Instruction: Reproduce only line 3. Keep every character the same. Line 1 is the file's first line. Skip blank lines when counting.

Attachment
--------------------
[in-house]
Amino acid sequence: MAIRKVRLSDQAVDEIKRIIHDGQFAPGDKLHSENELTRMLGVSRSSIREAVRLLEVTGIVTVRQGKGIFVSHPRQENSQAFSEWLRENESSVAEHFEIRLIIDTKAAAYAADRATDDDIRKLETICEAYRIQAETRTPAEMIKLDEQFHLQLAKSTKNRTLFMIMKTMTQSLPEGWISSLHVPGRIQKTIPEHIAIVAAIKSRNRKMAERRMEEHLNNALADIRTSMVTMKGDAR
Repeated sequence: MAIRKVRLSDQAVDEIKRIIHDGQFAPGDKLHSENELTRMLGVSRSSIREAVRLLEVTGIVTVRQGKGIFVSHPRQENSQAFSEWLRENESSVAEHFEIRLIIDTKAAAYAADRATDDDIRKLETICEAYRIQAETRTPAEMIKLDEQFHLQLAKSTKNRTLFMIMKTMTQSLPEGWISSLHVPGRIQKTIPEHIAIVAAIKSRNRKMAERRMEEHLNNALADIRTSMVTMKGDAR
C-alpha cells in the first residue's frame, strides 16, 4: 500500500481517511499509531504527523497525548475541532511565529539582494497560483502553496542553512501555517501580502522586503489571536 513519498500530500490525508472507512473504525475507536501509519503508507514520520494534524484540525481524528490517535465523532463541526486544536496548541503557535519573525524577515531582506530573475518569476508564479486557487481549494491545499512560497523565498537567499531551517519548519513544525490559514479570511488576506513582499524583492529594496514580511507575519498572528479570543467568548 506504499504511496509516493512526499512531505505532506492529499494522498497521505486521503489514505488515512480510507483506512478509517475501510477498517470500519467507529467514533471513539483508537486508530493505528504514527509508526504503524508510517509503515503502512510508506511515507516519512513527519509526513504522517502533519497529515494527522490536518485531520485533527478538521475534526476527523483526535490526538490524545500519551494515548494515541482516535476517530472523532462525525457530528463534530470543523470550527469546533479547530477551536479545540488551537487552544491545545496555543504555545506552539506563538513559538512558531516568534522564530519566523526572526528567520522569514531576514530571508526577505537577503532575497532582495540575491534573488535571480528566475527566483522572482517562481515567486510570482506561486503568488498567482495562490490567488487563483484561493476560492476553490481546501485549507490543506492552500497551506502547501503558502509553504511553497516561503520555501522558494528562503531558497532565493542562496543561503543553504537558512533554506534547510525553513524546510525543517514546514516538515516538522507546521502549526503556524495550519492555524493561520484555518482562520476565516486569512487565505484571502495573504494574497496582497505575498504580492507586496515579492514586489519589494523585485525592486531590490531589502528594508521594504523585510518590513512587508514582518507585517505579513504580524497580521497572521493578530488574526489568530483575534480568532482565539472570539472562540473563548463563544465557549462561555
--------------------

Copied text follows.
Repeated sequence: MAIRKVRLSDQAVDEIKRIIHDGQFAPGDKLHSENELTRMLGVSRSSIREAVRLLEVTGIVTVRQGKGIFVSHPRQENSQAFSEWLRENESSVAEHFEIRLIIDTKAAAYAADRATDDDIRKLETICEAYRIQAETRTPAEMIKLDEQFHLQLAKSTKNRTLFMIMKTMTQSLPEGWISSLHVPGRIQKTIPEHIAIVAAIKSRNRKMAERRMEEHLNNALADIRTSMVTMKGDAR